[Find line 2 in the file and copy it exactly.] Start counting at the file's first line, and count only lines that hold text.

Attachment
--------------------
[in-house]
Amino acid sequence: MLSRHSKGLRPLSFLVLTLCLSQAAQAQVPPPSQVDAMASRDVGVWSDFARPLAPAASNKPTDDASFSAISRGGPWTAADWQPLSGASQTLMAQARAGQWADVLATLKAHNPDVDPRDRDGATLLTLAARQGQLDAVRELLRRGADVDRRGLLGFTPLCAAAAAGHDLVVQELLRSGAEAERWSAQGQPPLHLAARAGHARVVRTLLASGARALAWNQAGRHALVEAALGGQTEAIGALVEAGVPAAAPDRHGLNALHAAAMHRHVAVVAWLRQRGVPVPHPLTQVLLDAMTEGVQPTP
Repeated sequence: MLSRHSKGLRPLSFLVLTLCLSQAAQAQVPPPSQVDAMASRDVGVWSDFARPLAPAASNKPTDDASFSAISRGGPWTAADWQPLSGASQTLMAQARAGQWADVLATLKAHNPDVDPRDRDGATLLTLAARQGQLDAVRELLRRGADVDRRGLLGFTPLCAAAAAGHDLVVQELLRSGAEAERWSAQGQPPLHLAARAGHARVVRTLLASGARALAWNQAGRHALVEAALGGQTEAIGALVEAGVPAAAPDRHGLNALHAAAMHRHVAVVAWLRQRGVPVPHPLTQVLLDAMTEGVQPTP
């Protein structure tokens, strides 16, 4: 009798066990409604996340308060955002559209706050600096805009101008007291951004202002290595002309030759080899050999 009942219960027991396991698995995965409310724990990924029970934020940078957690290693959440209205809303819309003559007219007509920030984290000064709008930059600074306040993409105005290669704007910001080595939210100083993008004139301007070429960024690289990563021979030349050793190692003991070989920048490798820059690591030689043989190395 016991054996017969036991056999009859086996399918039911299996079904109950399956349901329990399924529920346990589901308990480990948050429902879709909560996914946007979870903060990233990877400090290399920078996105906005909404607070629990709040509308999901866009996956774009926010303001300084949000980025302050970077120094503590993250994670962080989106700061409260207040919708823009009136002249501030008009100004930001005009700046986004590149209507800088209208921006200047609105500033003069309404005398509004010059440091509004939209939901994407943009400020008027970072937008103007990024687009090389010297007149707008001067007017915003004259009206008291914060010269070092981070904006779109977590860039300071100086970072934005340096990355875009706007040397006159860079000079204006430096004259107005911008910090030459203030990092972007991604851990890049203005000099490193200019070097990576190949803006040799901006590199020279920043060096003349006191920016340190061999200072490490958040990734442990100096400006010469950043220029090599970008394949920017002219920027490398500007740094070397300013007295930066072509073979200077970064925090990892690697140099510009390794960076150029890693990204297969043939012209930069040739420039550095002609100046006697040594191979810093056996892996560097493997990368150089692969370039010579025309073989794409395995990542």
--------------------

Amino acid sequence: MLSRHSKGLRPLSFLVLTLCLSQAAQAQVPPPSQVDAMASRDVGVWSDFARPLAPAASNKPTDDASFSAISRGGPWTAADWQPLSGASQTLMAQARAGQWADVLATLKAHNPDVDPRDRDGATLLTLAARQGQLDAVRELLRRGADVDRRGLLGFTPLCAAAAAGHDLVVQELLRSGAEAERWSAQGQPPLHLAARAGHARVVRTLLASGARALAWNQAGRHALVEAALGGQTEAIGALVEAGVPAAAPDRHGLNALHAAAMHRHVAVVAWLRQRGVPVPHPLTQVLLDAMTEGVQPTP